And there can be a reticence to share that data. I’ve heard marketers express concerns about overloading creative teams, sharing information that isn’t relevant to the task at hand or even that data might be used on other projects. While there might be some validity to these concerns, the truth is that the benefit greatly outweighs the risk.
The purpose of a creative brief is to put guardrails in place; to develop boundaries within which a very fluid, dynamic and subjective process will take place. And sometimes that requires compromise. By withholding the data that has informed the brief, not only do you risk providing limited context to the project, but you also restrict the ability of your creative partners to fully contribute and help make decisions on where limitations can be pushed or where they must remain firm.
Hold Regular Reviews
The final tenant relates to how the brief is used throughout the delivery, testing and review stages of a campaign. It’s a common mistake to use the brief only at the outset and allow the project to grow naturally from there. This contributes to the perception that briefs are early-stage work that are only important for setting initial expectations.
Let me be clear. That is not the case. If you want to avoid scope creep, delayed deliverables and campaigns that fall short of their initial objectives, it is absolutely vital to return regularly to the brief and review progress against it.
The information contained within those one or two pages should be immutable. If based on robust, reliable data, the objectives, audience, distribution channels and messages that will ensure your success can be identified before any deliverable is created. But often, as the process takes its course and the brief is left at the start, it’s not uncommon for these data-backed points to be forgotten or swept aside as ideas grow legs of their own.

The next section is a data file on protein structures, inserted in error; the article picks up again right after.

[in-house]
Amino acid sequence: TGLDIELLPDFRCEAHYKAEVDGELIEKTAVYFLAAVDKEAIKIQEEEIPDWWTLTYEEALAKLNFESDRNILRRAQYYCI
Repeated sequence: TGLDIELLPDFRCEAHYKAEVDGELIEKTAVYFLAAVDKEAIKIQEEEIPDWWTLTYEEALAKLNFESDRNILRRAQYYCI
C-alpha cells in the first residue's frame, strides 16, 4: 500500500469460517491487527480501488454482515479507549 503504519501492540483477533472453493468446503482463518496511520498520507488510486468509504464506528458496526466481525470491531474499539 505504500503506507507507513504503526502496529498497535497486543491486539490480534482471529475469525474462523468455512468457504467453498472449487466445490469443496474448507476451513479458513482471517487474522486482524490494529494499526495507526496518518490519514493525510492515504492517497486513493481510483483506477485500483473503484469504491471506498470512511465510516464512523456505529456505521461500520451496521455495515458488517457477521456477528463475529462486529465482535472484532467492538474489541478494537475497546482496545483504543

That’s why, at every stage, it’s important to have the original brief on hand and to review progress in light of its original objective. That’s not to say a project can’t or shouldn’t change over time. But if it does, it should be reflected by a change in the brief. It should be recorded and weighed carefully against what came before it. Only through this level of rigor—through testing, review and sign-off—can marketers be truly confident that the connective thread from initial data to end results remain intact.
The Brief As A Living Document
Ultimately, writing (or presenting) a quality brief is a skill set to be honed over time. But the next time you see a creative briefing template, or advice on what essential elements to include, remember that your success isn’t just governed by what you write. Your approach to the process matters too.
The brief is a living document. It’s a simple instrument to guide, shape and anchor the creative process. And like any instrument, how you use it matters just as much as the construction itself.
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Author: Chris Martin, Forbes Councils Member